Looking into the mirror

There’s nothing wrong with media that isn’t explained by the character of media people. I say this having just come away from a writers’ social organized by MediaBistro. “This is not about networking, but about community-building,” said the invitation in one of those pleasant lies that wordsmiths knowingly ignore: To tell a gathering of writers, especially one predominated by freelancers, not to network is like asking a school of sharks to quit swimming toward the scent of blood.

We met at a no-host bar where the martinis cost $10. There were a lot of water glasses being carried on cocktail napkins. I’m a newspaper reporter by day but my name badge said “MiniMediaGuy.” A couple of my print colleagues were there, duly identified as being among the employed. “How are things going?” asked one freelancer. “We’re rearranging deck chairs furiously but still seem to be taking in water,” I replied. “Really,” quipped one of my colleagues, “which deck?”

We in old media are equally curious about the online world and freelance worlds. After all we may be headed there willingly or not. I met one woman who had worked at a successful dot.com news site. She’d had seven desks and a comparable number of assignments in about 30 months before she got fed up and went freelance. Now life is feast or famine, no work and worries about the rent or too much work and worries about time. “I’m living, I get to go to my farmer’s market, but I’ve got no savings,” she said. I hadn’t the heart to ask about the health plan.

A young woman on her way to Graduate School of Journalism at Columbia University sidled up to us newspaper types. I wonder what we looked like through her eyes? I went to Columbia in my mid-30s, which made me among the older students. I distincly recall that when the instructors brought in guest speakers from the working press they always seemed dour and cynical. They whispered with the professors. You could see them shaking their heads and I recall thinking: “You work for the New York Times! What have you got to bitch about?”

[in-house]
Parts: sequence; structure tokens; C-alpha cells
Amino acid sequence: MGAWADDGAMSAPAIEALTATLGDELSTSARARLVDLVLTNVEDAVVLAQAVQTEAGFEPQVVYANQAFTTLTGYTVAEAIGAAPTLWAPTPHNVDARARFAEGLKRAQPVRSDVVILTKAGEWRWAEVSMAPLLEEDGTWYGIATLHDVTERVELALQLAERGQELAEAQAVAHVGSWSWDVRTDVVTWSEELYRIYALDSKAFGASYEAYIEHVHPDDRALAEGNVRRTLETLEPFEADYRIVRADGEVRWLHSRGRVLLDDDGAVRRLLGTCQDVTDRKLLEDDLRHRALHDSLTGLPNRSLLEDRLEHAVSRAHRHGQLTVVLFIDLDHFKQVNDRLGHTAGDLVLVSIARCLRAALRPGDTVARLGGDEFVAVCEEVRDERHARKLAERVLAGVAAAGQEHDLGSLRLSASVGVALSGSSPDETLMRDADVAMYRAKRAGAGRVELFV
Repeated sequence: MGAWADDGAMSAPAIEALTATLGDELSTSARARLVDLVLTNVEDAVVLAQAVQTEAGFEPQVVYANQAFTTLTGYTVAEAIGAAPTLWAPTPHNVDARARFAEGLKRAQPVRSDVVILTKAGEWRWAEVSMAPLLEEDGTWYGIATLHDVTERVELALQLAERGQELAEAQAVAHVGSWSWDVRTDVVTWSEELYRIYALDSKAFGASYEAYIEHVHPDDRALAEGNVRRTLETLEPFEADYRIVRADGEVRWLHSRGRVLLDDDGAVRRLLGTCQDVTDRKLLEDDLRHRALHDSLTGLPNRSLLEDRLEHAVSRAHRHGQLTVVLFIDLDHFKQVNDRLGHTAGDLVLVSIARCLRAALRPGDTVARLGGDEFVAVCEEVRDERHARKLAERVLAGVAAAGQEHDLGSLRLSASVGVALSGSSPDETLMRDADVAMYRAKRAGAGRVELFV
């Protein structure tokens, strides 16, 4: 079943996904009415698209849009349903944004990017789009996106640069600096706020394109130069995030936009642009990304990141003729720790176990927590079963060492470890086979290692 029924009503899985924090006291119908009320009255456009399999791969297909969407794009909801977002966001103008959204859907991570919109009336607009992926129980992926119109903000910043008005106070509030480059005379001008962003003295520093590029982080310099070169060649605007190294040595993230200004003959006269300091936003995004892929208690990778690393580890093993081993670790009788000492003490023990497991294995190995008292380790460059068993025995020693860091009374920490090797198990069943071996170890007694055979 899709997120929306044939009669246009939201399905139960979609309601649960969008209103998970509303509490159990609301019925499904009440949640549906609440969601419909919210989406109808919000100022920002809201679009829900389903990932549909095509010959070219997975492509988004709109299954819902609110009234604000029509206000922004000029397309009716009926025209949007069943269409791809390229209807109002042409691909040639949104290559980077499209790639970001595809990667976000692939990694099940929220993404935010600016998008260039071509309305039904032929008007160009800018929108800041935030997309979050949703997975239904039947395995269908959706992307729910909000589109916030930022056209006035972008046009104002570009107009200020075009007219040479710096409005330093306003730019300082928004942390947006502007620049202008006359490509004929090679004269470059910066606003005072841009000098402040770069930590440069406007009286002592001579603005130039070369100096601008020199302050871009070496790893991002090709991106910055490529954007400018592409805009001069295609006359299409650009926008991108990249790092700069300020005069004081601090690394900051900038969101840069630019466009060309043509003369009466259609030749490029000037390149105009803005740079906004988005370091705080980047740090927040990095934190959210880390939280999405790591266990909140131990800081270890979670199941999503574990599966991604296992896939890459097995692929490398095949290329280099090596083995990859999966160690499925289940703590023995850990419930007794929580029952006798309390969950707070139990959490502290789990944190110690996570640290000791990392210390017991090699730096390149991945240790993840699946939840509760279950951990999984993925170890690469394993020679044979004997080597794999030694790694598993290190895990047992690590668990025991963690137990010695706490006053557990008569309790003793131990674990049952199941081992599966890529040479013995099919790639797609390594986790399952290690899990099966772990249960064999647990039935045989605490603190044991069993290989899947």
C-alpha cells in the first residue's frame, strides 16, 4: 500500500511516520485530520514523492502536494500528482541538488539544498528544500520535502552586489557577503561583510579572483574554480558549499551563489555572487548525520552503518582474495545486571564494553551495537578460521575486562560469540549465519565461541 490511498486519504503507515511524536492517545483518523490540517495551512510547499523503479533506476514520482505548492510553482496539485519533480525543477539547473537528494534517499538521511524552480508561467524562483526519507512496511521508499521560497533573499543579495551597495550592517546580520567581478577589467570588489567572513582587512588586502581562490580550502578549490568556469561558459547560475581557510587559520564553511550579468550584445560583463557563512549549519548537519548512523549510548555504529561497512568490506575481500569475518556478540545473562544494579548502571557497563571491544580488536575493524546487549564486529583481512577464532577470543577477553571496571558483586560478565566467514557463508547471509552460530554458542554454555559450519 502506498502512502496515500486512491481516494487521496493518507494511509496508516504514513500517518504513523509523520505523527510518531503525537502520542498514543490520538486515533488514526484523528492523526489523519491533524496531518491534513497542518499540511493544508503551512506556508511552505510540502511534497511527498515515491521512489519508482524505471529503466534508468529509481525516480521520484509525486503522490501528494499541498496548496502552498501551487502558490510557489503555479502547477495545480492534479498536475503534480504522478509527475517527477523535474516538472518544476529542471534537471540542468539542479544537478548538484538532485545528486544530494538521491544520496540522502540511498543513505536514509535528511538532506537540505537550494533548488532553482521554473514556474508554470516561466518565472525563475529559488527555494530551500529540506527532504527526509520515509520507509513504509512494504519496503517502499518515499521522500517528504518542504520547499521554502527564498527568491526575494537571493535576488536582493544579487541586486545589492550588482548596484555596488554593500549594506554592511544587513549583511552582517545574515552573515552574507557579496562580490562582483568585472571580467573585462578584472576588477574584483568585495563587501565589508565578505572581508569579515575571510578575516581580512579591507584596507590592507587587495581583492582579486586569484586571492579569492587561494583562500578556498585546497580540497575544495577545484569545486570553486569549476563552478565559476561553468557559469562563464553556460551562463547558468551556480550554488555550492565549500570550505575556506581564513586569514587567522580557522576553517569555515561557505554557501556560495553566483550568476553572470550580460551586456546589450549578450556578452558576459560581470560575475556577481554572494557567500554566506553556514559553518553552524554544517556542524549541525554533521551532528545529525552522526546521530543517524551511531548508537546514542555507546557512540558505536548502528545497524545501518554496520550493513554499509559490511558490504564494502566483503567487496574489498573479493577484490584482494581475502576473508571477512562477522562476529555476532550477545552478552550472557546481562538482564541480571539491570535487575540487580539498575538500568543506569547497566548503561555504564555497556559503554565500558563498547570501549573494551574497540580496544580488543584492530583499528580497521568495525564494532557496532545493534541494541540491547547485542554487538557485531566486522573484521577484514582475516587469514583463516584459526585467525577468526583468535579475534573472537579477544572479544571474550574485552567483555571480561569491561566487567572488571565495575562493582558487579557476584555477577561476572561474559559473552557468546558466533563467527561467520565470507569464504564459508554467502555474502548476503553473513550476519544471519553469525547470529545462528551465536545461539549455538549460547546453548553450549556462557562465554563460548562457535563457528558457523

Okay, so I don’t work for the New York times. I’m just an ill-tempered reporter for a middling metropolitan daily. But now it may be me who seems pissy and ungrateful. So we had a conversation, us “made men” and the young woman who would have to describe herself. I can remember being 25, but I can’r recall how I felt then, not now, a quarter century later.

Oh, well, one $10 martini not only busts my budget. It gets me looped. I slipped out after an hour feeling better and not just from the vodka afterglow. I was temporarily grateful. It’s a selfish sense of relief akin to lowering a hot rod of fissile material into a bed of graphite. I hope none of the graphite absorbed too many neutrons.

And of course we networked. I took a card from Marjorie Kase of TV With MeeVee a TV Guide for indie web-based video. They’re looking for writers, she said, freelance, from anywhere. Their most prolific guy is from Maine. I’ve no idea what they pay but if you seek them out please don’t say you heard it from MiniMediaGuy.